In the experiments, 6-week old male C57Bl/6 mice were fed control (AIN-93G) or HFD (60 kcal% of fat) (Research Diets, United States) for 2, 4, and 8 weeks (n = 3–4/group/each experimental time-point) reflecting the early stage of NAFLD and 15 and 20 weeks (n = 6–8/group/each experimental time-point) reflecting the late phase of the disease. Mice dedicated for assessment of in vivo NAFLD progression and LSEC bioenergetics were obtained respectively from animal research facilities of the Nofer Institute of Occupational Medicine in Łodz (Poland) for early stage of NAFLD and from the Medical University of Bialystok (Poland) for the late phase of NAFLD. In turn, mice for assessment of LSEC structure and molecular biology research were purchased from animal research facilities of the Medical University of Bialystok (Poland). The number of mice dedicated for LSEC isolation was at least three animals per group. Animals were housed in colony cages in a temperature-controlled environment (22–25°C) with a 12 h light/dark cycle. Mice had free access to food and water. At the end of the experiment, the mice were weighted to obtain final body mass and anesthetized with ketamine (100 mg/kg) and xylazine (10 mg/kg) administered intraperitoneally.

All procedures involving animals were conducted according to the Guidelines for Animal Care and Treatment of the European Union and were approved by the I Local Animal Ethics Commission at Jagiellonian University in Kraków, Poland (Permit No. 292/2015).

Blood Biochemistry

At the end of each experimental time-point, blood was collected under fasting conditions (4 h) from the left ventricle of the mice heart and placed into plastic tubes containing 20 I.U./ml heparin. Plasma was obtained by blood centrifugation (1,000 × g for 10 min) and used for the following measurements: CHOL, HDL, LDL, TGs, ALT, and AST. These parameters were measured by the enzymatic photometric method using an automatic biochemical analyzer Pentra 400 (Horiba, Japan) according to the manufacturer’s instructions.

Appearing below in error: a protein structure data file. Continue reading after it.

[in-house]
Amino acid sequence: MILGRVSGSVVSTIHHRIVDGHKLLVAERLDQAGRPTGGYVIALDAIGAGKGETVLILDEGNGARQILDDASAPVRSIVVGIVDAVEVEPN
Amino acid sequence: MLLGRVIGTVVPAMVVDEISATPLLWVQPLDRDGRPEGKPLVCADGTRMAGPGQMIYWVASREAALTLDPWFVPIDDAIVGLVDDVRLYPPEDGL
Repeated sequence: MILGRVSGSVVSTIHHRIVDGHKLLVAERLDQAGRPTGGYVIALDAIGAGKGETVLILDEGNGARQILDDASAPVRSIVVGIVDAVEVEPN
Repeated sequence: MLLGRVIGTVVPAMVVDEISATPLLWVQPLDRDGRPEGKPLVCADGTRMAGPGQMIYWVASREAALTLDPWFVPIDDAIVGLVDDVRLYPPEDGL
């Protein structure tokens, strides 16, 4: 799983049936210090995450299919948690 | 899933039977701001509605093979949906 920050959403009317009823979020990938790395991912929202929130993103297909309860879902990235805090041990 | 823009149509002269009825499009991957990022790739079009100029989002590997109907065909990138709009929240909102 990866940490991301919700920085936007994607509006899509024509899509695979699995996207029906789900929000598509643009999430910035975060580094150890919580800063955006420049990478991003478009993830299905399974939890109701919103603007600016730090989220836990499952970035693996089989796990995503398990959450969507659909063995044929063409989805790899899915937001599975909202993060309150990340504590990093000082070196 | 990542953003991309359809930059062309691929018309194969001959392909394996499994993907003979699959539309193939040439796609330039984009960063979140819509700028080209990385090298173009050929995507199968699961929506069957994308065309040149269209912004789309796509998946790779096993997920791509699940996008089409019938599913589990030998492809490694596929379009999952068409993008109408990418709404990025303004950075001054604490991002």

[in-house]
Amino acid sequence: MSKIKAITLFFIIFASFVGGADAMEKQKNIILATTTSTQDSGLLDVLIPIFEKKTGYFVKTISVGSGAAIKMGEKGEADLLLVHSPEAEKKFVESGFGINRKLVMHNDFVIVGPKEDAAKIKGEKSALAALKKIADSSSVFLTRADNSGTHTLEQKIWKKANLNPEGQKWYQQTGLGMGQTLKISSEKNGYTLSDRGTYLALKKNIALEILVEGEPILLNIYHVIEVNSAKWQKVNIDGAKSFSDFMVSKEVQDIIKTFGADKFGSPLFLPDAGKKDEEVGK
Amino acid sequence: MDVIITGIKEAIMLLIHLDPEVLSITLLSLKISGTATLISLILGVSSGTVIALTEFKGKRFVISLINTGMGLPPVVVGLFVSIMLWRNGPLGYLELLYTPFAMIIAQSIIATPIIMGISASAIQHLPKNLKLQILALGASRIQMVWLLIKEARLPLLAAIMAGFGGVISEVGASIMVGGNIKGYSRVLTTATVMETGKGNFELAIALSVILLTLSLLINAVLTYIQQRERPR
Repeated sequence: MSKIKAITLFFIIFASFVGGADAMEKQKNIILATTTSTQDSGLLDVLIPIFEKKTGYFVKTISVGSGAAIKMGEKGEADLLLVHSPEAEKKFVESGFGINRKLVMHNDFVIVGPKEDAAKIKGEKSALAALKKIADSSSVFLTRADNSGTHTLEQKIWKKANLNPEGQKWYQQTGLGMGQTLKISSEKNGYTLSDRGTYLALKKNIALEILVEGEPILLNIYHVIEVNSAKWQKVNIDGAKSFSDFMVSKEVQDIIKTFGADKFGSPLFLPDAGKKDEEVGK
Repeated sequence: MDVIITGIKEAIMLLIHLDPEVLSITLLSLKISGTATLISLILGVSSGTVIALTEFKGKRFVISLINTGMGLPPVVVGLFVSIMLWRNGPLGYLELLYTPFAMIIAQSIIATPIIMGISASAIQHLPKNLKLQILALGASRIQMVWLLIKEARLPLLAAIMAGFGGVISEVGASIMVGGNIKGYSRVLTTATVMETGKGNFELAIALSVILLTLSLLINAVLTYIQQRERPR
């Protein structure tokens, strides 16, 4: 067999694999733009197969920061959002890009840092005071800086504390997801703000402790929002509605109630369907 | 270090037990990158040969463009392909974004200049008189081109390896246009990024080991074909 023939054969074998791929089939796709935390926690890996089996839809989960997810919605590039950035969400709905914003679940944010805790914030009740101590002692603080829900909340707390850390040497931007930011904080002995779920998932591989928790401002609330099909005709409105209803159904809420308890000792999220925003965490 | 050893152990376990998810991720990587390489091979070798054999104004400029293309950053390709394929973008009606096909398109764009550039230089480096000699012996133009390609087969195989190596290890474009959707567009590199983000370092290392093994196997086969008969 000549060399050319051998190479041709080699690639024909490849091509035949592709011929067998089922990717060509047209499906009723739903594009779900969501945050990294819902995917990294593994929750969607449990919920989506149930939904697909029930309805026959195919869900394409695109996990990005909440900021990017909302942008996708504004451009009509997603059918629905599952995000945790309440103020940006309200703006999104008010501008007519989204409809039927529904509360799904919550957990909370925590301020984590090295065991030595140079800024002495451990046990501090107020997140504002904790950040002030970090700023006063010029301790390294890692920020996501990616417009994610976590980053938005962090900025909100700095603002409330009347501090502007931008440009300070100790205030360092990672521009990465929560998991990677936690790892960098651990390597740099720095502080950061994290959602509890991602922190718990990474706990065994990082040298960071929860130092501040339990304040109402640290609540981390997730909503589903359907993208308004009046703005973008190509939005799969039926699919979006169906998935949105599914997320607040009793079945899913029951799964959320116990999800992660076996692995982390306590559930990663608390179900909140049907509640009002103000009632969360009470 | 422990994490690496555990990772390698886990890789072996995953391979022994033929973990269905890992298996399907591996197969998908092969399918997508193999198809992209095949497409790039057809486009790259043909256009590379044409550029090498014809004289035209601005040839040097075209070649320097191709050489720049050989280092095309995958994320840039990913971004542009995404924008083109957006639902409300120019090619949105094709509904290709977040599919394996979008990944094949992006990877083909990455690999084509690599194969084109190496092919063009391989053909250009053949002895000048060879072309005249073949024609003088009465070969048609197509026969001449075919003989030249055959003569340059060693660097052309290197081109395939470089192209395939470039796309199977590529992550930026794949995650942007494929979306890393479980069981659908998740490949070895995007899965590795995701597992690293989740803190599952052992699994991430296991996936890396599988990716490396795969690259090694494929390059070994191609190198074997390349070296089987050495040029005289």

Histological Evaluation of Liver Steatosis

Fragments of liver tissue were fixed in 4% buffered formalin. One fragment was prepared according to the standard paraffin method and stained with hematoxylin and eosin (HE) for general histology and immune cell infiltration and PSR for collagen deposition (Kus et al., 2018), while the second fragment was immersed in a 30% sucrose solution overnight for cryoprotection and afterward frozen in Tissue-Tek®OCT (optimum cutting temperature) medium at −80°C. Frozen sections were cut into 7-μm thick sections, stained with ORO for fat deposition (Kus et al., 2018) and photographed under × 100 magnification. At least six images of each section were randomly obtained. The images were subsequently analyzed in terms of steatosis by using the Columbus Image Data Storage and Analysis System (Perkin Elmer, United States) with an algorithm adapted for ORO stained sections.

Assessment of Insulin Resistance

Fasting plasma glucose concentration was measured by the enzymatic photometric method using an automatic biochemical analyzer Pentra 400 (Horiba, Japan) according to the manufacturer’s instructions. A GTT was performed at the end of each experimental time-point in fasting (4 h) mice injected intraperitoneally with glucose solution (2 g/kg of body weight). Blood was collected from the tail veins before (0 min) and at 15, 30, 45, 60, and 120 min after glucose administration. Blood glucose concentrations were measured using a glucometer (Accu-Check, Roche Diagnostic, France). For assessing the GTT, the AUC of blood glucose concentration was calculated geometrically by applying the trapezoidal method (Venn and Green, 2007).

Protocol of LSECs Isolation